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PHOTO BY: Scott Kowalchyk/CBS via Getty Images
Queen Latifah, March 18
En español | She was a rapper in the 1980s before moving to the big screen, putting her musical chops to use in films like Chicago (2002), which earned the actress an Oscar nomination for her performance as corrupt jail matron “Mama” Morton. Next up is another dark (but nonmusical) role: She's set to star in the pilot for CBS's attempted reboot of the hit crime series The Equalizer.
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PHOTO BY: Rich Polk/Getty Images for IMDb
Vince Vaughn, March 28
Known for his sardonic humor and towering height (6-5), Vaughn joined the ranks of Hollywood's “Frat Pack” with comedy blockbusters like DodgeBall (2004) and Wedding Crashers (2005). He's now working on a yet-unnamed Netflix comedy said to be modeled after his hit 2003 buddy movie, Old School.
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PHOTO BY: Jamie McCarthy/Getty Images
Tina Fey, May 18
A longtime Saturday Night Live favorite (and the first woman to be its head writer), Fey is the comedic mastermind behind hits such as the satirical NBC series 30 Rock and cult classic Mean Girls (2004). Her Netflix series The Unbreakable Kimmy Schmidt recently wrapped its four-season run, but will return to the platform for a special send-off sometime this year.
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PHOTO BY: John Phillips/BFC/Getty Images
Naomi Campbell, May 22
The London-born supermodel has ruled runways and ad campaigns since she landed the cover of French edition of Vogue at 18 (the first black model to do so). This year, she's bringing her expertise to the Amazon competition series Making the Cut, where she'll be one of the judges helping to make or break the careers of 12 aspiring designers.
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PHOTO BY: Rachel Luna/WireImage
Nick Offerman, June 26
He starred on the hit NBC comedy Parks and Recreation as the gruff, macho Ron Swanson — who'd probably be impressed that in real life Offerman is also a woodworker, boat builder and cohost of NBC's DIY reality competition Making It. His next role, on the upcoming Hulu miniseries Devs, is less woodshop, more startup: He'll play the CEO of a shadowy “quantum computing” company.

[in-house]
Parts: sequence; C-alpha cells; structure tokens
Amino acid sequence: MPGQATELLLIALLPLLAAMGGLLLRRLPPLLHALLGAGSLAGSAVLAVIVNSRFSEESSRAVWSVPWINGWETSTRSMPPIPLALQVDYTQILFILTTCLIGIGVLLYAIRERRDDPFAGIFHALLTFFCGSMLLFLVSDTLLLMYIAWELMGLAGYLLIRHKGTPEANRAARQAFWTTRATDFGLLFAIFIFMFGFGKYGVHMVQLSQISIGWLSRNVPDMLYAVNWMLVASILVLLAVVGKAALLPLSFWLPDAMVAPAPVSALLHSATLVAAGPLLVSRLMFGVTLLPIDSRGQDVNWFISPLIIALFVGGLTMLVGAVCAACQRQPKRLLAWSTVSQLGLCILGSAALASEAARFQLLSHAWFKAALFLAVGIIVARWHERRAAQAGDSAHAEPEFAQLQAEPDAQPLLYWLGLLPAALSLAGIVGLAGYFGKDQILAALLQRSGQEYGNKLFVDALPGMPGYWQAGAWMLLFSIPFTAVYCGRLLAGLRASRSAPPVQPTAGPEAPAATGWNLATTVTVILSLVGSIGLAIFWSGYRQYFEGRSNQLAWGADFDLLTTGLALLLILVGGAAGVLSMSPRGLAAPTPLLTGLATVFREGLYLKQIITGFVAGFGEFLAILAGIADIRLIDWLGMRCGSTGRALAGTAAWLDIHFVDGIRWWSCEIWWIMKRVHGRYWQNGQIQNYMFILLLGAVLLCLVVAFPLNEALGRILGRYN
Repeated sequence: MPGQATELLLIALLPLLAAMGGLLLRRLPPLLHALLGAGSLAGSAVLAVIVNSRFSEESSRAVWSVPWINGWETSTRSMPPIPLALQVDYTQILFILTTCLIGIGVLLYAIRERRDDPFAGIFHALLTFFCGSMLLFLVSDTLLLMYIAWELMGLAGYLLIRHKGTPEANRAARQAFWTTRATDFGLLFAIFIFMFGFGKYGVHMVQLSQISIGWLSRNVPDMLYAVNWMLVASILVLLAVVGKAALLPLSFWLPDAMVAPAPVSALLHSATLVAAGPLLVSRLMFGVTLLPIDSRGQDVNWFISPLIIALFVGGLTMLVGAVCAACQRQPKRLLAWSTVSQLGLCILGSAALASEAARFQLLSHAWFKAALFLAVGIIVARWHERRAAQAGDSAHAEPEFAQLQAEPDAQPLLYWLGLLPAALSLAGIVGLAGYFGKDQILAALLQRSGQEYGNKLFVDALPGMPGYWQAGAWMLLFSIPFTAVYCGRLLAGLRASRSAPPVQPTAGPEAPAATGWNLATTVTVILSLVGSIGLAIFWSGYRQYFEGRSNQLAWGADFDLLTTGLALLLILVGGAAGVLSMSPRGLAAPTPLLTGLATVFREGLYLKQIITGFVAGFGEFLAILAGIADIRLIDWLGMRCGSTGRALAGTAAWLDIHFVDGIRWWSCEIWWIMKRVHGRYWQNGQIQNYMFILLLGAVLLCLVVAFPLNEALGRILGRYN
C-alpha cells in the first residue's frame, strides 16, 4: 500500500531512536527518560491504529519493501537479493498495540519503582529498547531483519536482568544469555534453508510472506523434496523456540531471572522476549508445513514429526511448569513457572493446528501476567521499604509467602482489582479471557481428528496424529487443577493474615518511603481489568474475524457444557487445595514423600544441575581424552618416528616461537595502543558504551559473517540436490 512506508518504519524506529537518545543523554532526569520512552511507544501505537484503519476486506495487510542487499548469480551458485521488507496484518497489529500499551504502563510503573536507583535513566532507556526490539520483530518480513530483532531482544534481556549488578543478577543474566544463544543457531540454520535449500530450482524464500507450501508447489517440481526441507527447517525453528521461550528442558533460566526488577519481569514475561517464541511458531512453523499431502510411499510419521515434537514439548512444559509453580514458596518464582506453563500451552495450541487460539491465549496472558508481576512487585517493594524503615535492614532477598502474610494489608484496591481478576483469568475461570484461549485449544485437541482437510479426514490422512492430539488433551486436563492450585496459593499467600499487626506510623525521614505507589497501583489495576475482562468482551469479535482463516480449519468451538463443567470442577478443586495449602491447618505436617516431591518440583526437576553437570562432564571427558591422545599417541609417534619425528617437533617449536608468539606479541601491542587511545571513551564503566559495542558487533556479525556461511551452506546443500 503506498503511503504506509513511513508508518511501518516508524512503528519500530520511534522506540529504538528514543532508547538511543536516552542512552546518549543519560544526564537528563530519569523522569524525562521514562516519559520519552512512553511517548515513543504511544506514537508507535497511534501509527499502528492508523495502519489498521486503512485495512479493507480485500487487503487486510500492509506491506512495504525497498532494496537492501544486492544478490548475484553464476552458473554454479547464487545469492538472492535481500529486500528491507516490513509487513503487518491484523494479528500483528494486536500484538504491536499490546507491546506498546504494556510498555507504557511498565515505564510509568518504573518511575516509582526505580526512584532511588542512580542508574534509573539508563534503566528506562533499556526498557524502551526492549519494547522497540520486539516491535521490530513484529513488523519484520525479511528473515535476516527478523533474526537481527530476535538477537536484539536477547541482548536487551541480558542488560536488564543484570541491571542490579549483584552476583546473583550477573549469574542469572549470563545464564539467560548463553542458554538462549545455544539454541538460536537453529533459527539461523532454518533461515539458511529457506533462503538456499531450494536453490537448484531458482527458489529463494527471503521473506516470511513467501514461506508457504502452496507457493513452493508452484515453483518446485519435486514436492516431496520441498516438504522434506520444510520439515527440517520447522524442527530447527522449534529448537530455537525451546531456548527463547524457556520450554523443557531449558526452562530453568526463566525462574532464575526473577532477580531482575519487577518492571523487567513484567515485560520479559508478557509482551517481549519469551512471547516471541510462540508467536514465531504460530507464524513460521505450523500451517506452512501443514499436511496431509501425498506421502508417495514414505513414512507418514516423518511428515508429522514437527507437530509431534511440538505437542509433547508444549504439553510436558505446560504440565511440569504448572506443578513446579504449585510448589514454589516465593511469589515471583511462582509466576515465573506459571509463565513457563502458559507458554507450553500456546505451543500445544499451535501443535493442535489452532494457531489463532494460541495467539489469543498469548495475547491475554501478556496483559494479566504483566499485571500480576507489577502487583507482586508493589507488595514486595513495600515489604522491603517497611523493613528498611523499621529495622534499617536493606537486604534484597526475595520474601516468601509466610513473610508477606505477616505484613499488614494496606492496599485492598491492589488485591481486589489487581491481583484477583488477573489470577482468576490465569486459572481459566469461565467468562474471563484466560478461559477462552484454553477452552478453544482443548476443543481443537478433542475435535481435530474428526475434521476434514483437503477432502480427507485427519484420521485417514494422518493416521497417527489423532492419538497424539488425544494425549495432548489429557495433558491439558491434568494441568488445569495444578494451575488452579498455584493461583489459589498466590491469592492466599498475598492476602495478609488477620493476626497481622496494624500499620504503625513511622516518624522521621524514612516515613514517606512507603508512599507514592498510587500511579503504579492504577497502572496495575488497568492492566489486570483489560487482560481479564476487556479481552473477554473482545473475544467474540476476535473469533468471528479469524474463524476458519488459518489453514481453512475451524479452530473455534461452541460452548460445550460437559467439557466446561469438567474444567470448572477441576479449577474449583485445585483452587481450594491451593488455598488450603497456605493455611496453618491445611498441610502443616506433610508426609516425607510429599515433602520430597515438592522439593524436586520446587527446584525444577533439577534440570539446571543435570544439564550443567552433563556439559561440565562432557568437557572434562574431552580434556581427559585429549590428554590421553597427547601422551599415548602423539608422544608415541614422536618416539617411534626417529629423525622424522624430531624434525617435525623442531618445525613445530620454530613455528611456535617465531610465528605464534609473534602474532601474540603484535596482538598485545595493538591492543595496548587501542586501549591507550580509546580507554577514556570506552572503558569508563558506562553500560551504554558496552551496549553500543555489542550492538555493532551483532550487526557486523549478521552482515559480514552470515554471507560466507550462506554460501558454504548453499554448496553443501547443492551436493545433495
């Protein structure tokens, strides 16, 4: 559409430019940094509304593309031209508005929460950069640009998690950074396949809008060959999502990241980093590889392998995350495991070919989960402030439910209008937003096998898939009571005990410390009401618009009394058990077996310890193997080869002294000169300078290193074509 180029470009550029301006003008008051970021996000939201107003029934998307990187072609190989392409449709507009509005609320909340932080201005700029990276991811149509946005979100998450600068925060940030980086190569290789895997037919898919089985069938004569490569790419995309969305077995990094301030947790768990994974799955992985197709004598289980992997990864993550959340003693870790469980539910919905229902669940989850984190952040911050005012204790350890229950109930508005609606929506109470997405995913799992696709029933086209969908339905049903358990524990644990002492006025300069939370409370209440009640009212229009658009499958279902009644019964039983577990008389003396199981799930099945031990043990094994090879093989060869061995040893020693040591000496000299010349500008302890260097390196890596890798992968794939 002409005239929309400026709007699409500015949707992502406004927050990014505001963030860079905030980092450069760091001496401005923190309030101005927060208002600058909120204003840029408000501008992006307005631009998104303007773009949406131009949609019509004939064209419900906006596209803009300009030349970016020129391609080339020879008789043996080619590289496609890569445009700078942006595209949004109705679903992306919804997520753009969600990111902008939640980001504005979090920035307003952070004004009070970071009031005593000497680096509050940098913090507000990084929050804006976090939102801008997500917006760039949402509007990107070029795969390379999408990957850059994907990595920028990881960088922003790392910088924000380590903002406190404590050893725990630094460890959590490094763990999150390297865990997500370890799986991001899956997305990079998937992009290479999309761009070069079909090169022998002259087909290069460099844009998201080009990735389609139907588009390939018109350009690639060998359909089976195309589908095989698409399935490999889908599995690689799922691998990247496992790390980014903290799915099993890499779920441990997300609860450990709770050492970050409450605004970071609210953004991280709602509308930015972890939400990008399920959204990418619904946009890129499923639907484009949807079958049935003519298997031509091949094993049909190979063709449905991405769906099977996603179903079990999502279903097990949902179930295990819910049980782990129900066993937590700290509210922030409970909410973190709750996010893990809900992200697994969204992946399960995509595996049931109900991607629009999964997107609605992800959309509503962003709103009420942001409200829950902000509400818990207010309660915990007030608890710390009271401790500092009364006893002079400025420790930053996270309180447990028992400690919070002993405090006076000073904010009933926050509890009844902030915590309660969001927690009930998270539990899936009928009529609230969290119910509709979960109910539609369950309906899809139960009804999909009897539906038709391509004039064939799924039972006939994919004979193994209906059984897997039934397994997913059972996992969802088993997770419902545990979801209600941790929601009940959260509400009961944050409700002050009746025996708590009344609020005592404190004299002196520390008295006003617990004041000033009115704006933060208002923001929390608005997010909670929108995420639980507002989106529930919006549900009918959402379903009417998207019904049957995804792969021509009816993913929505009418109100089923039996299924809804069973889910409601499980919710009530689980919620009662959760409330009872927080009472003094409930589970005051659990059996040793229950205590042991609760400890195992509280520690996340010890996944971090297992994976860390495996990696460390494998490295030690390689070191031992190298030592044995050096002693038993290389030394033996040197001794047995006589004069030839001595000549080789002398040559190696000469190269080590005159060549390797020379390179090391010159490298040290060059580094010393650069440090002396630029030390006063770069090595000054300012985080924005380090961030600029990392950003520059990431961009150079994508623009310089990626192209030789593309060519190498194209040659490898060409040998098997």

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PHOTO BY: Kevin Winter/Getty Images for MTV
Melissa McCarthy, Aug. 26
Though McCarthy broke out with her hilarious role in the comedy Bridesmaids (2011), she also excels at darker, leading roles. Her portrayal of author Lee Israel in the 2018 drama Can You Ever Forgive Me? earned McCarthy a best actress Oscar nomination.
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PHOTO BY: Paul Archuleta/Getty Images
Debbie Gibson, Aug. 31
The sweet-voiced teen pop sensation went triple-platinum with her 1987 debut album, Out of the Blue, which was released the summer she turned 17. She revisited some of her greatest hits last year on a nationwide tour alongside New Kids on the Block and other beloved 1980s performers, an experience that inspired her latest single, “Girls Night Out.”
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PHOTO BY: Rich Fury/Getty Images
Taraji P. Henson, Sept. 11
The actress earned an NAACP Image Award four years in a row for her portrayal of entertainment mogul and family matriarch Cookie Lyon on the Fox series Empire, which ended its six-season run in December. Henson's next project is a bit lighter: She'll star alongside Ed Helms in Coffee & Kareem, a crime comedy set in Detroit.
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PHOTO BY: Axelle/Bauer-Griffin/FilmMagic
Matt Damon, Oct. 8
Before The Talented Mr. Ripley (1999) or the Jason Bourne franchise, Damon earned his leading man status with 1997's Good Will Hunting, for which he and cowriter Ben Affleck also nabbed a best original screenplay Oscar. His next project is another collaboration with Affleck: The pair cowrote and will star in The Last Duel, a historical drama set in 14th-century France.
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PHOTO BY: VCG/VCG via Getty Images
Ethan Hawke, Nov. 6
The Texas-born actor is known for ambitious projects (including Richard Linklater's Before trilogy, which took nearly two decades to complete, and 2014's epic effort Boyhood) and serious stage performances on Broadway. In 2020 he'll star in The Good Lord Bird, a Showtime limited series about Kansas abolitionists based on James McBride's National Book Award-winning novel of the same name.
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